“It is my privilege to recommend Brent Leatherwood to you as the next president of the Ethics and Religious Liberty Commission (ERLC). Brent has the spiritual grounding, experience, and skill set necessary to lead the ERLC at this unique time in our Convention’s and nation’s history. As I have observed, Brent has a strong faith, knowledge of Scripture, and an unbounding love for Jesus. These are critical tenets for anyone who leads one of our Southern Baptist entities.” 

Kevin Ezell 
President 
North American Mission Board 

“Brent Leatherwood strikes me as the sort of man who loves Southern Baptists—who we have been, are, and hope to become. Such a man as that can rise as a statesman to speak for Southern Baptists. Such a man can also come alongside Southern Baptists and gently speak to us as a brother.” 

Bart Barber 
Pastor, FBC Farmersville, TX 
President, Southern Baptist Convention

“I consider it a privilege and an honor to endorse Brent Leatherwood’s nomination as president of the ERLC. Brent has led wisely and courageously as the interim president during what can only be described as a tumultuous and strident period in our nation and our convention. Southern Baptists and America both desperately need the information, inspiration, and guidance the ERLC can provide under Brent Leatherwood’s leadership.” 

Richard Land 
President Emeritus 
ERLC

“The National African American Fellowship of the Southern Baptist Convention (NAAF) wishes to express our strong support of Mr. Brent Leatherwood’s candidacy for President of the ERLC. Brent is a proven leader and trusted partner. His commitment to Gospel-centered public policy is seasoned by his sensitivity to the nuanced lived experiences of our diverse Southern Baptist (SBC) family.”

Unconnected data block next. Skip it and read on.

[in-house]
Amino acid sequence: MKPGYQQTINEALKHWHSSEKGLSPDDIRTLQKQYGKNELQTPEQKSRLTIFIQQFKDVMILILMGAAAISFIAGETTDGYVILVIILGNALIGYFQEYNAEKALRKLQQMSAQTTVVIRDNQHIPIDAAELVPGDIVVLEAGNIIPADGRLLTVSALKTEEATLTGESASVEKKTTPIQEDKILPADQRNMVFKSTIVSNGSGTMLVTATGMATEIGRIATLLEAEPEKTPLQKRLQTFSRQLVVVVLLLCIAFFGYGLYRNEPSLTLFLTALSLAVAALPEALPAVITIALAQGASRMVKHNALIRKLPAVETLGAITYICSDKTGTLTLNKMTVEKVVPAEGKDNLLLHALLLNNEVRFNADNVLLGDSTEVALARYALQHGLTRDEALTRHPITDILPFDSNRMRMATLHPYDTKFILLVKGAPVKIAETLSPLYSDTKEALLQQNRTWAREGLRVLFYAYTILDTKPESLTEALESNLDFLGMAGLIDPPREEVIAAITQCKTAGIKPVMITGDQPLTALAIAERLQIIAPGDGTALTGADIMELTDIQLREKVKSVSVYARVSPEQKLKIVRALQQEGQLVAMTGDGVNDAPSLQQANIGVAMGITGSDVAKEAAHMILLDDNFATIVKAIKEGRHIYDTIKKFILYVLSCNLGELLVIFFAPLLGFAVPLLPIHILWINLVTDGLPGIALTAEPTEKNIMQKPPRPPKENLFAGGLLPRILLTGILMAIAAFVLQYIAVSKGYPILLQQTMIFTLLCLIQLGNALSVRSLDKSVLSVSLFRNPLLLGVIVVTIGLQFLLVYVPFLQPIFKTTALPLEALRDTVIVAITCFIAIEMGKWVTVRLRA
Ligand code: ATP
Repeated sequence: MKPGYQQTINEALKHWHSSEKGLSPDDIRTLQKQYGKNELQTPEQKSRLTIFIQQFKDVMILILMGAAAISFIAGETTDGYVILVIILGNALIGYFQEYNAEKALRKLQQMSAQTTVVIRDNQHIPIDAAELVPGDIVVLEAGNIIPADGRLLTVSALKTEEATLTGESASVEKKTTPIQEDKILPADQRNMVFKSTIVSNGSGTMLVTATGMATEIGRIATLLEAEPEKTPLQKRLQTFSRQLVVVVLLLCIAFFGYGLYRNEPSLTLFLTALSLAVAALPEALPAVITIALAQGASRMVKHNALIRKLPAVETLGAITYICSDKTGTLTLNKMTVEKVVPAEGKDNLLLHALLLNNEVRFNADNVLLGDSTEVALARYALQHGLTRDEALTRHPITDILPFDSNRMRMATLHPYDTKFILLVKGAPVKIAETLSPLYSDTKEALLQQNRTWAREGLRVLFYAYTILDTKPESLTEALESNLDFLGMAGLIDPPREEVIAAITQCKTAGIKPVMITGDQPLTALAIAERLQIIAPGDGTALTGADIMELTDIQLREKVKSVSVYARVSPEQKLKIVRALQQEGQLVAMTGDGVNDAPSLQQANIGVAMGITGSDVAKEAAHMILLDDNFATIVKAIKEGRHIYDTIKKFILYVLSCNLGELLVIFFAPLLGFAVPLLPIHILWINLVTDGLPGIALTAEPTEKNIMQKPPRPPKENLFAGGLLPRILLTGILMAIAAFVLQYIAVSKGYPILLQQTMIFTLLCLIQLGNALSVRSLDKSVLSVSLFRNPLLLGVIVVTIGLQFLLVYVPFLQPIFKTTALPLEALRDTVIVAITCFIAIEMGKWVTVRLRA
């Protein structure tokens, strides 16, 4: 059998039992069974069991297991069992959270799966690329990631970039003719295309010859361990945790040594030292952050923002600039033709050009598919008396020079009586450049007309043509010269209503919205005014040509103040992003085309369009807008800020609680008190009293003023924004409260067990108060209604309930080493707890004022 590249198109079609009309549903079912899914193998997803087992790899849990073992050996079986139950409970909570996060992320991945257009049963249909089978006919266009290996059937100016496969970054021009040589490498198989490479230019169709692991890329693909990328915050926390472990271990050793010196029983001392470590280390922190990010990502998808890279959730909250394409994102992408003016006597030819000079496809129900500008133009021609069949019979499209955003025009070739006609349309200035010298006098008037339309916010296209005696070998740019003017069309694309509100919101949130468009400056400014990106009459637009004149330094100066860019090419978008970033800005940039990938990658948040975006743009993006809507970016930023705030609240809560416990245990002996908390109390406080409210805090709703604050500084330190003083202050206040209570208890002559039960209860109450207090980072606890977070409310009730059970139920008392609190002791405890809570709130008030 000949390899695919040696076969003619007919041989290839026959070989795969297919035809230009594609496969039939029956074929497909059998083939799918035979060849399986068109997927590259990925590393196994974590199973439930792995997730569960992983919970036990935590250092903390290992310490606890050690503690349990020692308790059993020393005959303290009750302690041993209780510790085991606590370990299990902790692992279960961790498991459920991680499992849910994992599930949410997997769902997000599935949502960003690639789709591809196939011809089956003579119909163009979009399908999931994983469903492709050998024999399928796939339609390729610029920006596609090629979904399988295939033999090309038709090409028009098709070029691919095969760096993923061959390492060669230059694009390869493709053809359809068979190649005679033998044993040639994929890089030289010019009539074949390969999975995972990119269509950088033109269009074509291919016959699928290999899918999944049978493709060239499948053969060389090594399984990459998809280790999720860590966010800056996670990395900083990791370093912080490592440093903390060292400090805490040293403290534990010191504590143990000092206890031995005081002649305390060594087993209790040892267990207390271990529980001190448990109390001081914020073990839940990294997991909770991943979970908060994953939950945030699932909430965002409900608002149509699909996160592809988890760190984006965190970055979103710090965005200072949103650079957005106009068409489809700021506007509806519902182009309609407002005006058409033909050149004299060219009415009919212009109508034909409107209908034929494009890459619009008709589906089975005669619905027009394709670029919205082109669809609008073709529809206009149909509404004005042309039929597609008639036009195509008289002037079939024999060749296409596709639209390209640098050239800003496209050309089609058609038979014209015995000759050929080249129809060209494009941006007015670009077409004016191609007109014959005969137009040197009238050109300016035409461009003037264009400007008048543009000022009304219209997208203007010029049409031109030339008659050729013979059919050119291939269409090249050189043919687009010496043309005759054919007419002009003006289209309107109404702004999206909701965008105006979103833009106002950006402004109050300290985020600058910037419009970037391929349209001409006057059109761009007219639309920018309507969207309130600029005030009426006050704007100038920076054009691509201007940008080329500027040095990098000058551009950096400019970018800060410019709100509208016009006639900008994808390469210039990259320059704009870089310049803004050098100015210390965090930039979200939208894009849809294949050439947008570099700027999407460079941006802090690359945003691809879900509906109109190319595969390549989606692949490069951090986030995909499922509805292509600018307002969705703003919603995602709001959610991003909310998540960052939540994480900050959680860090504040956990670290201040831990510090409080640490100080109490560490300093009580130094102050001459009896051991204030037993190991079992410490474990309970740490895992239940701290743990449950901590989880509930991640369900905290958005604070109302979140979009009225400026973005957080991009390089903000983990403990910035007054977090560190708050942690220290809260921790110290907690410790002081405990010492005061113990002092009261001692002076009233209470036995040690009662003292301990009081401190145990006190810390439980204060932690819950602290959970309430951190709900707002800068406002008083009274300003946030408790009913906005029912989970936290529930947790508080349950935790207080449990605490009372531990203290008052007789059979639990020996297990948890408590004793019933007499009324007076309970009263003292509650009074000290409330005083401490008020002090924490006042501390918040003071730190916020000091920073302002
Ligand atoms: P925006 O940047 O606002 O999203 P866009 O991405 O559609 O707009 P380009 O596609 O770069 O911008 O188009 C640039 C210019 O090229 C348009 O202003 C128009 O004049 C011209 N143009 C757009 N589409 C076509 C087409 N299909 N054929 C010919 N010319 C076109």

Rev. Frank Williams
President
National African American Fellowship, SBC 
and
Rev. Dennis Mitchell
Executive Director,
National African American Fellowship, SBC

“Tennessee has a long history of faithful men and women who love their neighbors through service in the political arena. Believers must view engagement in government as the opportunity that it is. I can think of no one better than Brent Leatherwood to be the next President of the ERLC, leading Southern Baptists as they strive to represent Jesus through faithful and humble engagement in the public square.” 

Bill Lee
50th Governor of Tennessee

__________

To request an interview with Brent Leatherwood, contact Elizabeth Bristow by email at [email protected] or call 202-547-0209.